Abstract: In 2012 the Philippines launched its "K to 12" Program, a comprehensive reform of its basic education. Through this reform, the Philippines is catching up with global standards in secondary education and is attaching a high value to kindergarten. The structure, curricula, and philosophy of the education system are undergoing reform and improvement. The key points of the new policy are "preparation" for higher education, "eligibility" for entering domestic and overseas higher educational institutions, and immediate "employability" on graduating, all leading toward a "holistically developed Filipino". This policy appears admirable and timely, but it faces some pedagogical and socioeconomic problems. The author wants to point out in particular that the policy needs to address gender problems and should be combined with demand-side approaches in order to promote poverty alleviation and human development in the Philippines.
    Keywords: Philippines, Educational policy, Secondary education, Social development, Education reform, Human development, Poverty
    JEL: I21 I28 I31 O15
    Date: 2013–08
  6. By: Emerson, Patrick M. (Oregon State University); Ponczek, Vladimir (Sao Paulo School of Economics); Portela Souza, André (Sao Paulo School of Economics)
    Abstract: This paper investigates the impact of working while in school on learning outcomes through the use of a unique micro panel dataset of students in the São Paulo municipal school system. The potential endogeneity of working decisions and learning outcomes is addressed through the use of a difference-in-difference estimator and it is shown that the results are robust. A negative and significant effect of working on learning outcomes in both math and Portuguese is found. The effects of child work from the benchmark regressions range from 3% to 8% of a standard deviation decline in test score which represents a loss of about a quarter to a half of a year of learning on average. Additionally, it is found that this effect is likely due to the interference of work with the time kids can devote to school and school work.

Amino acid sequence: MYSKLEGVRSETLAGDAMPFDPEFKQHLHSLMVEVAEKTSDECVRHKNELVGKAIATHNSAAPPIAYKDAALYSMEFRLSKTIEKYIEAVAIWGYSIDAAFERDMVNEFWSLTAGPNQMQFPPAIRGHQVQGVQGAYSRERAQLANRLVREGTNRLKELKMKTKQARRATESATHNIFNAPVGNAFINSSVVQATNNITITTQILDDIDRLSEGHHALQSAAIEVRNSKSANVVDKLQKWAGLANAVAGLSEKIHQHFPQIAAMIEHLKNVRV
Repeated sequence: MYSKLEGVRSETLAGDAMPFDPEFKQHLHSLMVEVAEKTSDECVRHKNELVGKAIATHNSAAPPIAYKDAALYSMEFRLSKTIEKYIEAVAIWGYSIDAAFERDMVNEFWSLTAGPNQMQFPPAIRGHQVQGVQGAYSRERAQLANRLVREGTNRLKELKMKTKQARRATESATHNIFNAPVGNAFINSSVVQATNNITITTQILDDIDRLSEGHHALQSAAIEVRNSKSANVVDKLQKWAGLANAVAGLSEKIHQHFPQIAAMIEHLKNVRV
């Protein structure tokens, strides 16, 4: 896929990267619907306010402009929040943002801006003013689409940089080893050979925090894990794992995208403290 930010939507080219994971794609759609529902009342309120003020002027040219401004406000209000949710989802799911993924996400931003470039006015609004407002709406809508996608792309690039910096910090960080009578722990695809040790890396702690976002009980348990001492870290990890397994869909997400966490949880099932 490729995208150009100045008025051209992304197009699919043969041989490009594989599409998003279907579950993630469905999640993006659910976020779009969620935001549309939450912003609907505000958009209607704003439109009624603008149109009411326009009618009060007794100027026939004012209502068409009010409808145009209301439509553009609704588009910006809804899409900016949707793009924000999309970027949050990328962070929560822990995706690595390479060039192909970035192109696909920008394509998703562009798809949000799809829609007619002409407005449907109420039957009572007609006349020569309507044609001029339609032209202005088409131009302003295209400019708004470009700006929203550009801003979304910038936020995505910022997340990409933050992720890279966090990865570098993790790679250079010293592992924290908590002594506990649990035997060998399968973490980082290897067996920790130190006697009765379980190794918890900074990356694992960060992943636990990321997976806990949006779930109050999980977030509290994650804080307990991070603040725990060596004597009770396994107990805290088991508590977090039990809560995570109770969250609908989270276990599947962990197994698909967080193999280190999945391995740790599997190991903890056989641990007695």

Keywords: child labor, learning, proficiency, education
    JEL: J13 I21
    Date: 2013–08
  7. By: OECD
    Abstract: <ul> <li>Students who know how to summarise information tend to perform better in reading. </li> <li>If disadvantaged students used effective learning strategies to the same extent as students from more advantaged backgrounds do, the performance gap between the two groups would be almost 20% narrower. </li></ul>
    Date: 2013–06
  8. By: Higgins, Tim (Australian National University); Sinning, Mathias (Australian National University)
    Abstract: This paper studies the importance of dynamic earnings modeling for the design of income contingent student loans (ICLs). ICLs have been shown to be theoretically optimal in terms of efficiency in the presence of risk aversion, adverse selection and moral hazard, and have attractive equity properties. Recognition of their benefits has led to their adoption for tertiary education tuition fees in countries including Australia, New Zealand, and the UK. Since the design of ICLs relies on the prediction of the underlying costs, we explore the extent to which the complexity of earnings modeling affects the estimation of loan subsidies. The use of Australian data allows us to compare our simulated debt repayments to actual repayments under the Australian Higher Education Contribution Scheme (HECS). Our findings reveal that the complexity of earnings modeling has considerable implications for the calculation of loan subsidies.